In Washington, D.C. in 1938, ten-year-old Vera Cooper began watching the night sky from her north-facing bedroom window. She has been stargazing ever since, but she could not have foreseen the impact her studies have made on our perceptions of the universe. She earned her B.S. in astronomy from Vassar in 1948 and her M.S. from Cornell in 1950. (She naively wrote to Princeton for their graduate catalog, but never received it: Women were not allowed in its graduate astronomy program until 1975.) At Cornell she met and married Robert Rubin. She took quantum mechanics from Hans Bethe and quantum physics from Richard Feynman. During graduate school, she began to develop a knack for questioning assumptions.
She produced a controversial master's thesis, presented her findings in 1950 at a meeting of the American Astronomical Society, and promptly received a huge amount of publicity--all negative.
Her ambition led her to Georgetown, the nearest university with a Ph.D. astronomy program. For two years, her husband drove her to classes at night and ate supper in their car while her parents watched the children. Her 1954 doctoral thesis asked whether galaxies were distributed in clumps or at random. She concluded that there was a noticeable clumpiness in the spread of galaxies. These results were confirmed 15 years later, but at the time, no one seemed interested.
She taught and did a little research at Georgetown in the 1950's, but is especially proud of what else she was doing then. She lists the following accomplishments ahead of all her awards and honors: David (1950), Ph.D. geology; Judith (1952), Ph.D. cosmic-ray physics; Karl (1956), Ph.D. mathematics; and Allan (1960), Ph.D. geology.
Rubin spent 1963 working with Margaret and Geoffrey Burbidge. This year was very significant to her, because they listened to her ideas and thus made her feel, at last, like an astronomer. Upon her return to Washington, she got a job at the Carnegie Institute's Department of Terrestrial Magnetism, a place she had visited years earlier and fallen in love with. David Burstein, who worked with Rubin as a postdoc, said, "Vera established an atmosphere where it was a joy to do astronomy...she often told me, 'You don't do astronomy for money or publicity; you do it for your own satisfaction.'"
Rubin began working with Kent Ford and returned to the topic of her master's thesis. They reached the same conclusion Rubin had years earlier, and again the results were questioned. Heated debates about the their work ensued in the astronomical community and some astronomers even pleaded with Rubin for her to stop doing this research. The confrontational atmosphere was more than Rubin wanted, and she and Ford opted to pursue a quieter area of research. She decided to learn why spirals vary in their brightness and their structures, and guessed it had something to do with the galaxies' rotations. The Burbidges had measured rotation rates for galactic centers, but Rubin wanted to know what happens farther out. She and Ford began using a spectrograph to study rotations of galaxies. The spectra of the first galaxy (Andromeda) they examined did not appear as either one of them thought it should. At that time, it was thought that the distribution of mass in a galaxy followed the same pattern as the distribution of light. Thus the brighter area in the center should have more mass, and a greater velocity, than the less luminous outer reaches of the arms. Just like our solar system, the mass closer to the center was supposed to rotate faster than the outer edges of the galaxy. If the mass near the center moved faster and that near the edges moved slower, a graph of the velocities should be a curve showing that the velocities would decrease greatly far from the center of the galaxy.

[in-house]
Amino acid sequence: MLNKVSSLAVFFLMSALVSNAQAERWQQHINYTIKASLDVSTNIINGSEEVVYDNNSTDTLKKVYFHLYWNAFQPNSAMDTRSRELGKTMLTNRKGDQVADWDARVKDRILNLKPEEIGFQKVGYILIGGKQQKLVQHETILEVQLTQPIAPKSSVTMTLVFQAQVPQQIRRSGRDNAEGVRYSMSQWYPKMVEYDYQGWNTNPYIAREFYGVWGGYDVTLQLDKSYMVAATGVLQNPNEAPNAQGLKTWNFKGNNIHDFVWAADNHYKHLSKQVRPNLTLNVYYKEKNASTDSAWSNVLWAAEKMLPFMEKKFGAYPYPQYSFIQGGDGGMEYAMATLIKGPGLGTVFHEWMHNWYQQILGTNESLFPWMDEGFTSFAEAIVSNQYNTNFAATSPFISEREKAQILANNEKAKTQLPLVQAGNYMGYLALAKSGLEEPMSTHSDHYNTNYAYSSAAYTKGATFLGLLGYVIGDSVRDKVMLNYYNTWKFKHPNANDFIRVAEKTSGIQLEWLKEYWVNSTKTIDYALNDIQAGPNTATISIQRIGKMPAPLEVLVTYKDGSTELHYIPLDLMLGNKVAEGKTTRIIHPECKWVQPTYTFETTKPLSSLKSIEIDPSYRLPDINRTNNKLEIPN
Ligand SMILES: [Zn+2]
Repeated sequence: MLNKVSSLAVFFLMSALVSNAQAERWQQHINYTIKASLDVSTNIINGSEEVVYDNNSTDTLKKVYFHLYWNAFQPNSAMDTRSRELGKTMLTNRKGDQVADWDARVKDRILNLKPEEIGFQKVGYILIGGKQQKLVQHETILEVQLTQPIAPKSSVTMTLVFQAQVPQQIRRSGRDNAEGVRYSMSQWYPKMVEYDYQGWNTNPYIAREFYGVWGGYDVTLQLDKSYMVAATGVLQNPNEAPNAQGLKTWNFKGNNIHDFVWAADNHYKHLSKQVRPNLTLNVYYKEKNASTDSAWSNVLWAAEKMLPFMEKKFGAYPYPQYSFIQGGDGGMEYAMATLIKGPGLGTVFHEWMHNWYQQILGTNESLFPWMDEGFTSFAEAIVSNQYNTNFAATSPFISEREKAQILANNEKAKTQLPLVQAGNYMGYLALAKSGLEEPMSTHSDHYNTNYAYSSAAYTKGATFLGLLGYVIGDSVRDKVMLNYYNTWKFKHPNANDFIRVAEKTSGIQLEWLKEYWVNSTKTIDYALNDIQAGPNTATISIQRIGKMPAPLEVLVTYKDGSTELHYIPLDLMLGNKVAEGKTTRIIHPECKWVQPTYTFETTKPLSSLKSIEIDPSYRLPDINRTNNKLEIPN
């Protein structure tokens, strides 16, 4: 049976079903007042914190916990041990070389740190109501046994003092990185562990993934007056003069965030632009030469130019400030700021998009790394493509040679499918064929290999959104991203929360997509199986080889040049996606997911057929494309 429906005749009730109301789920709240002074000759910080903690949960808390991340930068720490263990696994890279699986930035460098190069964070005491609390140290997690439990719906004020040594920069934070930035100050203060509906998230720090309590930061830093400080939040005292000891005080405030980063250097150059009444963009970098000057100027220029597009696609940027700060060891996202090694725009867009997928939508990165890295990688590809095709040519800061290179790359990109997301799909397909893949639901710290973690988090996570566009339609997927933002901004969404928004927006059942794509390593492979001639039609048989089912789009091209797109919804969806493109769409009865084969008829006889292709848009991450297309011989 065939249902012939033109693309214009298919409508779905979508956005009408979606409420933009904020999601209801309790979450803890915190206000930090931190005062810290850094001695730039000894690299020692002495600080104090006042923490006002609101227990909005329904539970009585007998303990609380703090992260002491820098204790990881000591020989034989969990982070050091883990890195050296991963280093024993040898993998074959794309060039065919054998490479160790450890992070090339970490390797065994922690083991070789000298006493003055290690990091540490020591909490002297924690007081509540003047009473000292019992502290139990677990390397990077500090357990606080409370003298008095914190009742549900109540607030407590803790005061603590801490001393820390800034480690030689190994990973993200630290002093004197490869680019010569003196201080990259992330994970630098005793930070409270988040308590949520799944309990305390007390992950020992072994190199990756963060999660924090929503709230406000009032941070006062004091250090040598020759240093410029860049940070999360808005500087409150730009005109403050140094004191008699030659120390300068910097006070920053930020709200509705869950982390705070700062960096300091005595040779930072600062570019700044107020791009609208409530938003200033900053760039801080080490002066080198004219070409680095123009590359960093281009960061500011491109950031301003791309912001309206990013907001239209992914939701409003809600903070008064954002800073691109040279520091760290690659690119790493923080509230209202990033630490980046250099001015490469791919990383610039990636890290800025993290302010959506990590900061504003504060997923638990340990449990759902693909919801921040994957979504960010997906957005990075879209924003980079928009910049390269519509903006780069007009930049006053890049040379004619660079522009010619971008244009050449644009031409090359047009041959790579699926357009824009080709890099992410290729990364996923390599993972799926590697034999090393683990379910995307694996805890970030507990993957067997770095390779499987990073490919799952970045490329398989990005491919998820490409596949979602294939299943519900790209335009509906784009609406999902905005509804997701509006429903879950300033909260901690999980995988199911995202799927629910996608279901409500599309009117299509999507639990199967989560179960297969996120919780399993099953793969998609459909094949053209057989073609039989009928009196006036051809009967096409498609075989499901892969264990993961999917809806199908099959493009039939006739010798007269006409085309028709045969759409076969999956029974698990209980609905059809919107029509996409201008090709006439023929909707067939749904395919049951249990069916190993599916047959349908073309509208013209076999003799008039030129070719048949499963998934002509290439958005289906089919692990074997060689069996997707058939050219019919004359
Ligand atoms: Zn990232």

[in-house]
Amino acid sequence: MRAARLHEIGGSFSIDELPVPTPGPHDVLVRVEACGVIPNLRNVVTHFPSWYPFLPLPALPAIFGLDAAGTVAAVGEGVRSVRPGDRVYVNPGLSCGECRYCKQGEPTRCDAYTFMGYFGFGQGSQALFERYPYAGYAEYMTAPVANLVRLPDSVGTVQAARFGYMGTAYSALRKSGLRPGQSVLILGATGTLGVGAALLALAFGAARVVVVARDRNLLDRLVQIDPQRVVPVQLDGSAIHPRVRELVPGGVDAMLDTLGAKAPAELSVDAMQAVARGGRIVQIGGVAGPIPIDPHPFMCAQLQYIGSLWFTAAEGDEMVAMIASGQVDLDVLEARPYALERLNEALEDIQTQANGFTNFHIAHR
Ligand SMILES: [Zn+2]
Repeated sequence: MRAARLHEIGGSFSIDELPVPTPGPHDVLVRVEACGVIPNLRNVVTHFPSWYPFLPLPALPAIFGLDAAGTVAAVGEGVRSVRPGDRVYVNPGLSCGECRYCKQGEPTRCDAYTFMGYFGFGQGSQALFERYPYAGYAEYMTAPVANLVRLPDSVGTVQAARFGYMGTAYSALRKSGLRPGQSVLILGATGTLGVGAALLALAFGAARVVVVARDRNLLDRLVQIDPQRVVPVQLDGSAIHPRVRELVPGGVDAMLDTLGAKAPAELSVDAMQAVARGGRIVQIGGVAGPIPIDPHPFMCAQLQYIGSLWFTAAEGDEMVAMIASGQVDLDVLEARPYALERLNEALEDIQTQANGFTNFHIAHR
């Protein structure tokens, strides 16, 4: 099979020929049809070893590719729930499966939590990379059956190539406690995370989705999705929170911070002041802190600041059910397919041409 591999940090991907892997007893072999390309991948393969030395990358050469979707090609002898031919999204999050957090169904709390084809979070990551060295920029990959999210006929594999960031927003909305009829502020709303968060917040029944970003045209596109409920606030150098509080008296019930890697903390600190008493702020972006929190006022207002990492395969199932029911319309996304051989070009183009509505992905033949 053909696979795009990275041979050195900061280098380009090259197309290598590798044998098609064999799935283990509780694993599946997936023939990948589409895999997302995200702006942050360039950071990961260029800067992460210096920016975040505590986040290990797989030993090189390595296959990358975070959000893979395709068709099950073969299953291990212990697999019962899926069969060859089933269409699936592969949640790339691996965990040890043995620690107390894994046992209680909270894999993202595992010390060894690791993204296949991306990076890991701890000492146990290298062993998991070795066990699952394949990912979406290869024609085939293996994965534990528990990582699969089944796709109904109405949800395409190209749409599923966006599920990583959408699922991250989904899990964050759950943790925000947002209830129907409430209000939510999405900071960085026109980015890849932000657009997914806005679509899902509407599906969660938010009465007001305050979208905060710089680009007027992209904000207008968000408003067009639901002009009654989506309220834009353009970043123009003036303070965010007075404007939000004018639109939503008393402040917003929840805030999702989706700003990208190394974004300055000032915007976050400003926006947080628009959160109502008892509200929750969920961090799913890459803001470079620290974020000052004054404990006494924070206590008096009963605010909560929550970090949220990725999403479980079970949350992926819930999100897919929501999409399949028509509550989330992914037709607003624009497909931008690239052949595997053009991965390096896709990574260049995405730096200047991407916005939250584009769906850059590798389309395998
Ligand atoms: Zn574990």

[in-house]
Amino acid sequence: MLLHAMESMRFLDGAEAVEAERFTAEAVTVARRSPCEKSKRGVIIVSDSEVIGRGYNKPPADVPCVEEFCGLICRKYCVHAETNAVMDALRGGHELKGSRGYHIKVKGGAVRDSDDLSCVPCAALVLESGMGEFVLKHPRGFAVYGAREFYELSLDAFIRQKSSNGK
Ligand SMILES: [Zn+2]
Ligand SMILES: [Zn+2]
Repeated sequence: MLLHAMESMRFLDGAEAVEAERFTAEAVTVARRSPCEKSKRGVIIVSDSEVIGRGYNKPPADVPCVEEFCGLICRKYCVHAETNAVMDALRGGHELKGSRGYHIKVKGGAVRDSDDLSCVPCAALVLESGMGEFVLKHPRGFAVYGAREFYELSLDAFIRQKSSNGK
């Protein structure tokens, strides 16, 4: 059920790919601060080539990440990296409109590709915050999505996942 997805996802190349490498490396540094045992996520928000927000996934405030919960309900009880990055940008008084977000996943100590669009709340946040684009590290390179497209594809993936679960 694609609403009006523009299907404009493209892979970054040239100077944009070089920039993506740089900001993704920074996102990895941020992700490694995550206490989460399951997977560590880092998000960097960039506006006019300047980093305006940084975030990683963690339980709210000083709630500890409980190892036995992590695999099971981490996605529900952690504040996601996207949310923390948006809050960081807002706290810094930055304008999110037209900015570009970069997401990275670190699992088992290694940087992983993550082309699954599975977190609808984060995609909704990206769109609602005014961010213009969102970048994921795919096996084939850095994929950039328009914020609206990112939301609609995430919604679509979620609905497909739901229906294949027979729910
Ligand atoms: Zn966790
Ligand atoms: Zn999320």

Instead, what Rubin saw was a straight line as far out as the galaxy seemed to go. That meant that the stars at the edges were travelling around the center just as fast as those near the center. How could this galaxy keep from flying apart? Rubin thought at first that the Andromeda galaxy was just peculiar, so she didn't make a big deal about it. She and Ford continued to measure more spectra of other spiral galaxies and the results were the same. Then Rubin remembered an exercise in graduate school that every student had to work through. It was based on measurements of galaxies in clusters made by Fritz Zwicky in the 1930's. He said that galaxies in clusters moved so fast that they must have some unknown matter (which he called "missing mass") that was gluing them together.
Rubin realized that the dark matter she and her colleagues had observed could be the missing mass Zwicky had predicted. Since 1978, Rubin and a team of Carnegie postdocs have analyzed more than 200 galaxies. They estimate that 90% or more of the universe is made of this mysterious dark matter. In other words, everything astronomers had studied until the discovery of dark matter was only one tenth of the universe.
Today, Rubin continues research on the velocities of galaxies and is sought after to give lectures and interviews. When Rubin was elected to the National Academy of Sciences in 1981, she commented that "Fame is fleeting. My numbers mean more to me than my name. If astronomers are still using my data years from now, that's my greatest compliment." She has opened the door to a great mystery of the universe for future astronomers to unravel. She said, "In a very real sense, astronomy begins anew. The joy and fun of understanding the universe we bequeath to our grandchildren--and to their grandchildren. With over 90% of the matter in the universe still to play with, even the sky will not be the limit." [Quotes are from Discover. October, 1990.]